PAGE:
Collaborative Humanities Grants

These one-year grants help to spark new collaborations at Princeton and to develop multi-institutional collaborations and scholarly networks across South East Asia, Africa, Europe, China, Russia and Eastern Europe, and North and South America.

2022-23 Grants
  • Art Hx: The Visual and Medical Legacies of British Colonialism
    Anna Arabindan-Kesson (Art & Archaeology, African American Studies)

This two-year grant will support artists-in-residence, fellows, and community-focused programing for Art Hx, an ongoing project that explores the historical, and ongoing, entanglements of art, race, and colonial medicine through the curation of a digital database and research platform.

  • LUDUS
    Beatrice Kitzinger (Art & Archaeology); Jamie Reuland (Music)

This three-year project, which was postponed due to the COVID-19 pandemic, develops an interdisciplinary working group devoted to the study of the Middle Ages. It will foster collaboration between scholars and artists and promote the visibility of Medieval Studies through programming in the performing arts.

  • Organizing Stories: Toward a Scholarly-Activist Praxis
    Autumn M. Womack (African American Studies); Monica Huerta (English, American Studies)

This ongoing student-driven project investigates the long history of anti-racist activism, racial justice organizing, and coalition-building as it relates to questions of narrative, storytelling, and humanistic study. By creating new avenues of exchange between Princeton University and community-based social justice work, students and activists will imagine new ways to support and amplify a scholarly-activist praxis.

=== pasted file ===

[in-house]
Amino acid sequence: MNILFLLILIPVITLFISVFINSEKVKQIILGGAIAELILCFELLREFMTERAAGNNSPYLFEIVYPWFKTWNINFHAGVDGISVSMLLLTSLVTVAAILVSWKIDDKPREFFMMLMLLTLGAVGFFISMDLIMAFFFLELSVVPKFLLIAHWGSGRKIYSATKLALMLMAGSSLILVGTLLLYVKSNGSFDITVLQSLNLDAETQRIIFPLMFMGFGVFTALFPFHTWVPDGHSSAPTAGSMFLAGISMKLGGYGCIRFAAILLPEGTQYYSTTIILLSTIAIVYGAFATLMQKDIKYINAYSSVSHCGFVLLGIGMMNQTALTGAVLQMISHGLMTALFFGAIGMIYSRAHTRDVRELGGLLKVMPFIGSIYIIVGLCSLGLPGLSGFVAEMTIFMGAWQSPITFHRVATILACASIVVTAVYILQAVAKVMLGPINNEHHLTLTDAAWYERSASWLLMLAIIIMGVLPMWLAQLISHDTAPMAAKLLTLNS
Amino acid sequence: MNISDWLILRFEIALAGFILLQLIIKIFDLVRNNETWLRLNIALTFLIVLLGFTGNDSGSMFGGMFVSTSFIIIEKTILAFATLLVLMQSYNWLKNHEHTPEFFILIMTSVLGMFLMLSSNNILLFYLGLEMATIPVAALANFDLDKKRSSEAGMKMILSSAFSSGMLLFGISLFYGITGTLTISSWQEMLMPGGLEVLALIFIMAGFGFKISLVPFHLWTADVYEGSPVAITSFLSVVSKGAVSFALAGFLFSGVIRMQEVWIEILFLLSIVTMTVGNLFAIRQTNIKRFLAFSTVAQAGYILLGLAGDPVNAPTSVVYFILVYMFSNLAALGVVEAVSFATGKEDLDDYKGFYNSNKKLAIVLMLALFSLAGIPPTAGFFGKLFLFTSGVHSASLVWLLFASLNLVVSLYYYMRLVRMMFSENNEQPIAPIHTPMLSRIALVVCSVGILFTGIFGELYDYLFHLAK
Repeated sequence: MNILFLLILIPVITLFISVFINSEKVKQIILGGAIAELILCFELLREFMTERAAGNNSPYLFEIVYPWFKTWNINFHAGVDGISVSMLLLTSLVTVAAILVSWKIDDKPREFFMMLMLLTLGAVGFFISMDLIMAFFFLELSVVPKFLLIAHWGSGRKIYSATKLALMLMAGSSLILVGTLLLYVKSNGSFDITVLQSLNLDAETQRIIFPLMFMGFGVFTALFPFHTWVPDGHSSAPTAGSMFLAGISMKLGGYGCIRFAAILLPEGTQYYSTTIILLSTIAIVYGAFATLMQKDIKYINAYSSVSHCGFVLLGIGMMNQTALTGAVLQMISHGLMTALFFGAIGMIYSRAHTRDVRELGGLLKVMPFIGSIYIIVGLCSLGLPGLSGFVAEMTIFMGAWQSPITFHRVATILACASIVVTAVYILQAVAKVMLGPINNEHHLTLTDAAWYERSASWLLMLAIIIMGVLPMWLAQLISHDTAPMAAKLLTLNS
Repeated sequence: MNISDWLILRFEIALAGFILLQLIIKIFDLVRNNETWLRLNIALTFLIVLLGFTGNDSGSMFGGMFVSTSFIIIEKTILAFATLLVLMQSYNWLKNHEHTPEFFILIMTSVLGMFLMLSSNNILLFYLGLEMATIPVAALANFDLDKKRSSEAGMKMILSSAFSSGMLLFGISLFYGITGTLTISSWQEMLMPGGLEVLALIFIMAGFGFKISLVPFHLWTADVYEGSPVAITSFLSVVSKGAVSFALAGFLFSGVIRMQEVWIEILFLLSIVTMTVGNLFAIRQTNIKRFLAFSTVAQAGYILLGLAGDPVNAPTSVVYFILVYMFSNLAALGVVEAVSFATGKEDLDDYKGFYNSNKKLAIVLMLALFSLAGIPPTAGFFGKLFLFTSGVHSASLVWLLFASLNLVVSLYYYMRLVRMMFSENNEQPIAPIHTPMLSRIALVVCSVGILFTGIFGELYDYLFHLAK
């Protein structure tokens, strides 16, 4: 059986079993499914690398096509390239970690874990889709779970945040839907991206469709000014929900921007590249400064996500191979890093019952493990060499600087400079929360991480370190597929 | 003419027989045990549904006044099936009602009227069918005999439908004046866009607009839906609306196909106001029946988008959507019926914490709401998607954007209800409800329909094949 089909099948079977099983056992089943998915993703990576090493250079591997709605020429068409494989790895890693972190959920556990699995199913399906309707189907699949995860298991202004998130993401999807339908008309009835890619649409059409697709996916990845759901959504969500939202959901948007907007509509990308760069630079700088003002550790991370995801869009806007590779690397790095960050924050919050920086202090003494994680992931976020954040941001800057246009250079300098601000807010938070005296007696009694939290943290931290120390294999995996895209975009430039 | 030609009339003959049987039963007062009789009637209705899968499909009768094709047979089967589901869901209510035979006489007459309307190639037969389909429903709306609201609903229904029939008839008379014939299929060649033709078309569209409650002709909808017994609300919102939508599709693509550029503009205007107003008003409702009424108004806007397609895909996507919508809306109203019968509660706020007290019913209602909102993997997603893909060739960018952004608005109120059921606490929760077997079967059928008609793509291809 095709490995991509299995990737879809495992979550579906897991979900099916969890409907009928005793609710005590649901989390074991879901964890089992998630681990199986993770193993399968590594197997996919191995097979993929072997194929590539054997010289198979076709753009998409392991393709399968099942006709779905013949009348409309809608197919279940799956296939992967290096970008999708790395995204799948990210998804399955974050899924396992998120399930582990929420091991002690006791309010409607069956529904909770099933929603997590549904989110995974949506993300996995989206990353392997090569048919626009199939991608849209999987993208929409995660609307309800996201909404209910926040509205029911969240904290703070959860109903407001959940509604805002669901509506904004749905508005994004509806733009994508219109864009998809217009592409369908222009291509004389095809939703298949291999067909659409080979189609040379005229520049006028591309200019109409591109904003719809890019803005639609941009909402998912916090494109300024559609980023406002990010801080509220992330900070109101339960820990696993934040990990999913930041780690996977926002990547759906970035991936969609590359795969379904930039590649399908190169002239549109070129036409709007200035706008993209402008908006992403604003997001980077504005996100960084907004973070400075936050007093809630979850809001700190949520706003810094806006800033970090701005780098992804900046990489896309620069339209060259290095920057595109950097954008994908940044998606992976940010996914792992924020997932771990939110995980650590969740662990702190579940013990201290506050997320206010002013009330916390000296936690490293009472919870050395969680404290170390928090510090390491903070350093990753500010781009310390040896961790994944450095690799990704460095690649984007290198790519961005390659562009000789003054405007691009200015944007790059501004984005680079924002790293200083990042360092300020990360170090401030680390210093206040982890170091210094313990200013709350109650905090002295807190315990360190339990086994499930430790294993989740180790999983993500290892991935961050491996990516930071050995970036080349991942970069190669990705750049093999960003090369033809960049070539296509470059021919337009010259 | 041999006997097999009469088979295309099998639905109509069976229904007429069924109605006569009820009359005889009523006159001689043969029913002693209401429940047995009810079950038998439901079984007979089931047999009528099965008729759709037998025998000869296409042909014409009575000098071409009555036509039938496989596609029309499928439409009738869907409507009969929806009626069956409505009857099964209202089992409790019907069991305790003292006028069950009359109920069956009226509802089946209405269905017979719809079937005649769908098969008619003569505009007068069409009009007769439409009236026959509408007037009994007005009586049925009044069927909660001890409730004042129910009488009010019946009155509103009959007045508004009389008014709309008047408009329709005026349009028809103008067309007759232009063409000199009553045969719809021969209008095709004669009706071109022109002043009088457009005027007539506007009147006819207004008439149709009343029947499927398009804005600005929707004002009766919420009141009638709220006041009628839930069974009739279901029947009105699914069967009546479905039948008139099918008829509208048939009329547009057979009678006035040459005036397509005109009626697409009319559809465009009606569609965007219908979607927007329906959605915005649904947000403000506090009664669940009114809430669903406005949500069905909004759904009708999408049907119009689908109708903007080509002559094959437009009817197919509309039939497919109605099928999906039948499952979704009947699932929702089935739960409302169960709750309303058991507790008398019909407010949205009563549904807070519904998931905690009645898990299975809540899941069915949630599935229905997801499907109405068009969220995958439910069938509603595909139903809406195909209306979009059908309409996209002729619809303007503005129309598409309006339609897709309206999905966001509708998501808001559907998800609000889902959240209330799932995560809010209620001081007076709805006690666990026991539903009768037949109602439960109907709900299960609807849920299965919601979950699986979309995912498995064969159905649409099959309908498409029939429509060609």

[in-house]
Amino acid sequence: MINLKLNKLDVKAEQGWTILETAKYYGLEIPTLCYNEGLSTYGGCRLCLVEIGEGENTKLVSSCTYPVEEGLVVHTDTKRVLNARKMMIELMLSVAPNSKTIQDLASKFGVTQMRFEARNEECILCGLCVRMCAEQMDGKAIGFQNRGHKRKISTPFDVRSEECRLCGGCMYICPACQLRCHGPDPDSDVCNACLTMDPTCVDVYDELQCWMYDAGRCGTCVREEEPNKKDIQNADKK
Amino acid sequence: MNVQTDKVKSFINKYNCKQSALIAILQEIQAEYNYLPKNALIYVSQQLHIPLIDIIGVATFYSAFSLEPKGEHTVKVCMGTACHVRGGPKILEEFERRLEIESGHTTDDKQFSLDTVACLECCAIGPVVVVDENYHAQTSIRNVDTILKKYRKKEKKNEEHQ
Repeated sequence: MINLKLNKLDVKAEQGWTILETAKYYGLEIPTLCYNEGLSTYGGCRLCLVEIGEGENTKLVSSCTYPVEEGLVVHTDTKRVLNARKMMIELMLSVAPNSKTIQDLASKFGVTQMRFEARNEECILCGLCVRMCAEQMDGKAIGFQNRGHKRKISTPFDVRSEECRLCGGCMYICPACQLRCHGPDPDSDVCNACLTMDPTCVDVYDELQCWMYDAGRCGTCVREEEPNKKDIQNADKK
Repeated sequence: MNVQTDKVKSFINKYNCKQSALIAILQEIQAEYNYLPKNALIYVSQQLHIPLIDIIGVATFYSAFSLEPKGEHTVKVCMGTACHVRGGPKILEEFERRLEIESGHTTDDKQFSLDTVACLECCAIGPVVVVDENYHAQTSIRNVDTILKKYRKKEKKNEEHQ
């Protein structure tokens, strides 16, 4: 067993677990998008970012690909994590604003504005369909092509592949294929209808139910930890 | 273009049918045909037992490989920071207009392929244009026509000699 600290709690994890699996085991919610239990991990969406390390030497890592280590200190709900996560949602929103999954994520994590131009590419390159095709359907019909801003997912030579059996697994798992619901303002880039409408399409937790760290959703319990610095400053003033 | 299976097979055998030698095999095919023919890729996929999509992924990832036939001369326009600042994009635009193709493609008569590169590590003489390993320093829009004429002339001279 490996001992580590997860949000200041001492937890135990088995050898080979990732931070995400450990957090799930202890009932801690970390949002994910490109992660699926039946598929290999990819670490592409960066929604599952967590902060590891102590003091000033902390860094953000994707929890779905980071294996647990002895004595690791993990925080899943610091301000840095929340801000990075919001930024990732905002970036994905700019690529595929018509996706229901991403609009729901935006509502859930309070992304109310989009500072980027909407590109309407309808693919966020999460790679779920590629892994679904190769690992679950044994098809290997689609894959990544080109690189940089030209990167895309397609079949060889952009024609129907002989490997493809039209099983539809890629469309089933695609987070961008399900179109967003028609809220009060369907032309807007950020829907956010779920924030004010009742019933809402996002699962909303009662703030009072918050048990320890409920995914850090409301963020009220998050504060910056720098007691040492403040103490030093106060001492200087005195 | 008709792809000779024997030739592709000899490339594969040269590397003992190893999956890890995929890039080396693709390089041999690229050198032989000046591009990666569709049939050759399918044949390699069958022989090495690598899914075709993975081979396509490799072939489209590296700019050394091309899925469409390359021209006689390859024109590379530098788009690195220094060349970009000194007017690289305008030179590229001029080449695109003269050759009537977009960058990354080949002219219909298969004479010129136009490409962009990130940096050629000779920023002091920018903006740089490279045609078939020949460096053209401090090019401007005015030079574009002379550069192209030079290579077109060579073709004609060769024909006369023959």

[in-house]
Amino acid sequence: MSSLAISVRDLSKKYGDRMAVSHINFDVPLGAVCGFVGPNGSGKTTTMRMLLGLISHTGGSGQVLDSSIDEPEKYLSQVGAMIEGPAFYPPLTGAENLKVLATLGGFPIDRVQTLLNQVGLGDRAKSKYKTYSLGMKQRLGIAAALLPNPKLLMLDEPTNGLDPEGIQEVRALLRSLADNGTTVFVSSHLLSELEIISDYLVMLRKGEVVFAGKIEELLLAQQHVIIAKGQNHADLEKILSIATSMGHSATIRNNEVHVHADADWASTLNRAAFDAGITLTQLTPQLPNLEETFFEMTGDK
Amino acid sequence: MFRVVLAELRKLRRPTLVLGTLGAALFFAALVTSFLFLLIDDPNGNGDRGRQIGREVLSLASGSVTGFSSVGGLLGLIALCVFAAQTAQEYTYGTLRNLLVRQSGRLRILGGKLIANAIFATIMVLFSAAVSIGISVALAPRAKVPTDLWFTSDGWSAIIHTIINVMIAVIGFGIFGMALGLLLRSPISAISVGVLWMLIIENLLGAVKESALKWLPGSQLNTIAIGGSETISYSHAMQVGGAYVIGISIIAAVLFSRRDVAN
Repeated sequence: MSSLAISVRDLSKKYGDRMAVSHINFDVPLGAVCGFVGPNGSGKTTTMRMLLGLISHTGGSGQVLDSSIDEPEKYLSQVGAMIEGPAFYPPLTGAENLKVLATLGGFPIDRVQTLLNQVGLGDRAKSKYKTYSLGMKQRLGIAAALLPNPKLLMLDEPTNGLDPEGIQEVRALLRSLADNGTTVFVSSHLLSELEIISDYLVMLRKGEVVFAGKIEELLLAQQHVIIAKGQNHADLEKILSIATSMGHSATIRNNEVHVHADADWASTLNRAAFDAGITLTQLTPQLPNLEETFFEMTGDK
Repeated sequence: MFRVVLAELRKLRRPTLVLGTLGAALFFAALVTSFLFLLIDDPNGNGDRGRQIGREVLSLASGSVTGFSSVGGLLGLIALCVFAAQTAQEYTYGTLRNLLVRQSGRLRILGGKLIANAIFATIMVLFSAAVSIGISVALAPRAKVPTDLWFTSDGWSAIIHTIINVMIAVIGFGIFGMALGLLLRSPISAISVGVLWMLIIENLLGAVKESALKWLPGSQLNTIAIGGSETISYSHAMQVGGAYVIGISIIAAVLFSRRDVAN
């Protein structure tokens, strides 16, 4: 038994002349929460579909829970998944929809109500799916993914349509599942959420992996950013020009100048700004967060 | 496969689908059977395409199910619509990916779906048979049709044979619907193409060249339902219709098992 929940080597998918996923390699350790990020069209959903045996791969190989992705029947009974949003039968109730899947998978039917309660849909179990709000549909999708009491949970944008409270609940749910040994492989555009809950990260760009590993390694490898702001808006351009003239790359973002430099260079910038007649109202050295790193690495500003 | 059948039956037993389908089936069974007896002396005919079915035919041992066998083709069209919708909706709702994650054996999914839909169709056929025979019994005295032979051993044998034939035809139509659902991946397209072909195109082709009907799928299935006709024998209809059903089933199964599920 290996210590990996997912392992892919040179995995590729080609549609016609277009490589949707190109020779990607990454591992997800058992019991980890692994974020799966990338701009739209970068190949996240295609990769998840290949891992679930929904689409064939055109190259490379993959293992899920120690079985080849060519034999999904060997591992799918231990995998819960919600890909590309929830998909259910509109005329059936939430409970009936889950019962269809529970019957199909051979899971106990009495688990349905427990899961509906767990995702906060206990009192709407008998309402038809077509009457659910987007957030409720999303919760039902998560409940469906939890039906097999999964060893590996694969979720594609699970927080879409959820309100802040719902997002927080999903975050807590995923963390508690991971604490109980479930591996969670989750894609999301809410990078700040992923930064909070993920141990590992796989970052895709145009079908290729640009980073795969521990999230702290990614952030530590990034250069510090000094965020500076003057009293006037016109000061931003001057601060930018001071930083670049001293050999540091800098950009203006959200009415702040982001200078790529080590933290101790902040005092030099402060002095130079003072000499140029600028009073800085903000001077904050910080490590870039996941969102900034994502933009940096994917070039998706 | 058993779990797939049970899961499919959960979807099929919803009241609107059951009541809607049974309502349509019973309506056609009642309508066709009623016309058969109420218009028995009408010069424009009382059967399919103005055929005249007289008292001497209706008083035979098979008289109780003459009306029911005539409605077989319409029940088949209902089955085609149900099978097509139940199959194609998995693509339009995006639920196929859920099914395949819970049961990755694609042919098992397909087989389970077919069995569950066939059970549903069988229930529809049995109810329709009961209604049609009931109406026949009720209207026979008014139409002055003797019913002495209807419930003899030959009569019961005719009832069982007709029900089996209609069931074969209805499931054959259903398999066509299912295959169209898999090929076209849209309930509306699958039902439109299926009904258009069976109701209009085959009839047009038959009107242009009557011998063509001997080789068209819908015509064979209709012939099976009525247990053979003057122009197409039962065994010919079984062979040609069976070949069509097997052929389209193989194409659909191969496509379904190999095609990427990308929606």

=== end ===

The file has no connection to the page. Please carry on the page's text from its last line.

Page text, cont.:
• Waldemar Cordeiro: Bits of the Planet
    Rachel Price (Spanish and Portuguese)

This digital exhibition focuses on the pioneering paintings and sculpture, media theory, early computer art, and landscape architecture of Brazilian artist Waldemar Cordeiro (Rome 1925—São Paulo 1973). This grant will support an artist to innovate the infrastructure for the exhibition.

2021-22 Grants
  • Native American and Indigenous Studies Initiative at Princeton (NAISIP)
    Sarah Rivett (English, American Studies

This Exploratory Grant supports a new Native American and Indigenous Studies Initiative at Princeton (NAISIP), beginning with the formation of a working group consisting of faculty, staff, and students from across the disciplines and the University, while working to establish and maintain partnerships with Indigenous communities. The collaboration will host a lecture series for the 2021–2022 academic year, a Lenape/Lunape language symposium, an Indigenous Pedagogy workshop, and a conference on storytelling and environmental change in Siberia and the American Arctic.

In Fall 2021, the NAISIP working group will host its first seminar series, bringing leading Native scholars, artists, and activists to campus as a way of fostering cross-disciplinary dialogue in our community and beyond. The aim of the seminar series is to rethink the academic domains of knowledge and power in order to transform Indigenous-settler relationships. The full series schedule can be found here.

  • Art Hx: Visualizing the Medical Legacies of British Colonialism